Strasbourg by Train

DonQui is off on his travels again. This time he is going to Strasbourg — one of his favourite European cities.


He has rather gone off flying these days. Except for those far too rare occasions when he manages to upgrade to business class, he finds airports and aeroplanes increasingly unpleasant.

Encouraged by the success of his trip to Spain by train last year, DonQui again decides to take the Eurostar from London and the super fast TGV (train à grande vitesse) on to Strasbourg.


Rather than changing trains in Paris he takes a tip from the kindly Man in Seat 61 and goes to Lille where he can change trains at the same station. He booked his tickets through Loco 2 which makes trans continental booking all very simple.

It all goes very smoothly. The 30 minutes between the Eurostar’s arrival in Lille and the TGV’s departure to Strasbourg is more than enough time. Changing in Paris necessitates a change of stations which involves more of hassle, uncertainty and time.

So why Strasbourg and why this time of year?


Well it is cold — bitterly so from DonQui’s perspective even if his Canadian relatives might beg to differ. Claiming the title of ‘Christmas Capital’ Strasbourg hosts the oldest constantly running Christmas market in Europe, dating back to 1570.


Some of the decorations are a little bit ‘over the top’ perhaps so much that they start to become ironic. Despite the cold weather the atmosphere is congenial and there are plenty of places to warm up with waffles, Glühwein and even hot spiced orange juice.


Packed full of excellent restaurants serving hearty Alsatian fare washed down with excellent local wines (Alsatian riesling is the best in DonQui’s opinion) there are plenty of great excuses to get out of the cold and settle in for a couple of hours.


The wonderfully compact medieval centre of Strasbourg is made for strolling although a boat tour around the circumvallating River Ille is well worth it in DonQui’s opinion. With its mix of French and German culture it is the sort of place to wander around, discover hidden secrets down a cobbled ally, and take in the atmosphere. It is just the sort of place DonQui loves returning to.



The Train to Spain

TGV train

The Duchess had booked first class which pleased DonQui very much as he quite likes a comfortable seat and would rather avoid being crowded by lots of humans.
The nice Man in Seat 61 had given DonQui lots of helpful advice on train travel in Europe. He had suggested it was possible to take the 9:17 Eurostar from London to Paris, arrive at 12:47, have a fine lunch at the Train Bleu Restaurant at the Gare de Lyon and then hop on the 14:07 TGV to arrive in Barcelona at 20:33.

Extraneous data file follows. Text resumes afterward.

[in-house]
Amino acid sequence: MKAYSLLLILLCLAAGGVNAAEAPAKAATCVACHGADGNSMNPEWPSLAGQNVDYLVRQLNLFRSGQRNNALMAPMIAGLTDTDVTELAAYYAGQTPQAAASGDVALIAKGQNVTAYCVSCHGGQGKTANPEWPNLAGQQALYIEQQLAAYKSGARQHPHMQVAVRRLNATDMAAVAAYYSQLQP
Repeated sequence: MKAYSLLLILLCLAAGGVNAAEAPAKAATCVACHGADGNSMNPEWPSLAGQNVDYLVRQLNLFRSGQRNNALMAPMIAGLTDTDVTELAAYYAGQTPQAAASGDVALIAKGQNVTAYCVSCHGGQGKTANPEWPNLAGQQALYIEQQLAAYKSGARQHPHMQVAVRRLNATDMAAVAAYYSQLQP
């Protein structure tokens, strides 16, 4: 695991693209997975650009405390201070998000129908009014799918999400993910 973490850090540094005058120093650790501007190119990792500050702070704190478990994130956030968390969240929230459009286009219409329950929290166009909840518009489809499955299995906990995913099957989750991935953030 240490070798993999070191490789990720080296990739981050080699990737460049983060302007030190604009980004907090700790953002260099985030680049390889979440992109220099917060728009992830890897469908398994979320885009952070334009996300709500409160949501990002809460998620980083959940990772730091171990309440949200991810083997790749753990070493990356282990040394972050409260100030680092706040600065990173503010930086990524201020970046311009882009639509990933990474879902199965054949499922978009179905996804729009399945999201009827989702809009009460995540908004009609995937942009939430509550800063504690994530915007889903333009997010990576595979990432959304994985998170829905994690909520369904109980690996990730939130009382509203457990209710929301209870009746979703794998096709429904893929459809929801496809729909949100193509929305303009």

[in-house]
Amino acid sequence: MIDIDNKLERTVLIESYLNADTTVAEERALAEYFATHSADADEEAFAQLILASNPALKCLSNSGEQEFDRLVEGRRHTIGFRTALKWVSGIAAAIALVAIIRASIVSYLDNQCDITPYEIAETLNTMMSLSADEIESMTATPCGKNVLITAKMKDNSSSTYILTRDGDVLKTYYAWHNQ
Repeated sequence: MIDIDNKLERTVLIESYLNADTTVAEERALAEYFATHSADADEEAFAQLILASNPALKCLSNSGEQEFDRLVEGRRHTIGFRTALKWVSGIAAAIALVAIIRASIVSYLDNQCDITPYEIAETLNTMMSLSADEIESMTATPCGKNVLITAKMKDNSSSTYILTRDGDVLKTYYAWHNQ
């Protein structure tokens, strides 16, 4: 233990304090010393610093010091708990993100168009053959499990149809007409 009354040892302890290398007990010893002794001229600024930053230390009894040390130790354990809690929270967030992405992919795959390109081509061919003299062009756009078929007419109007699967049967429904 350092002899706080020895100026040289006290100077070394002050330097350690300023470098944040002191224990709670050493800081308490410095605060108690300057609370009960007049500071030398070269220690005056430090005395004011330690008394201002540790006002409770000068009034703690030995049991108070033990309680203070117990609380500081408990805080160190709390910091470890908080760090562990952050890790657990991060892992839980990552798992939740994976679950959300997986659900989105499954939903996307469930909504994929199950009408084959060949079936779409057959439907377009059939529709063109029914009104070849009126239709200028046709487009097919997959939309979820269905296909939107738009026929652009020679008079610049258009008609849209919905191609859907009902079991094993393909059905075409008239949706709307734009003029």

This did cause DonQui to scratch his head. As much as he was looking forward to a fine French meal, managing such a thing in just over an hour would be tricky at the best of times. Add in the journey from the Gare du Nord to the Gare de Lyon and DonQui thought he would be lucky to get a croque-monsieur from a snack bar.
He was right.
With his innate sense of direction, DonQui successfully navigated his way across Paris: follow the signs for Metro/RER and look for the RER ligne D to Metun; buy a Metro ticket from the Green machines (not the SCNF ones) and use it to get through the barriers, retaining it to do the same on exit. DonQui felt rather pleased with himself that he was able to help out some rather lost and bewildered Australian tourists looking for a train to Zurich. “Follow me,” he said jauntily. And follow him they did.

Paris Metro
Although Gare de Lyon is only two stops away from Gare du Nord, the RER train runs only once every 15 minutes. DonQui felt his lovely French lunch slipping further away as he got to the platform just as a train was leaving. When he arrived at the Gare de Lyon the TGV to Barcelona began boarding and there wasn’t even time for a bag of oats.
A baguette with cheese and ham, washed down with a bottle of Côtes de Bourg from the bar on board may not have been lunch at the magnificent art nouveau Train Bleu Restaurant but it went a long way to restoring DonQui’s spirits. He sat back and watched the French countryside wizz by at nearly 300 km/hr while he thought important thoughts.

DonQui Recommends

The Man in Seat 61 for tons of helpful advice on train travel all over the world for train times and reservations in English. Tickets cost the same as buying on the continent.

Travelling first class on the TGV as the cost is often not much more than the regular fare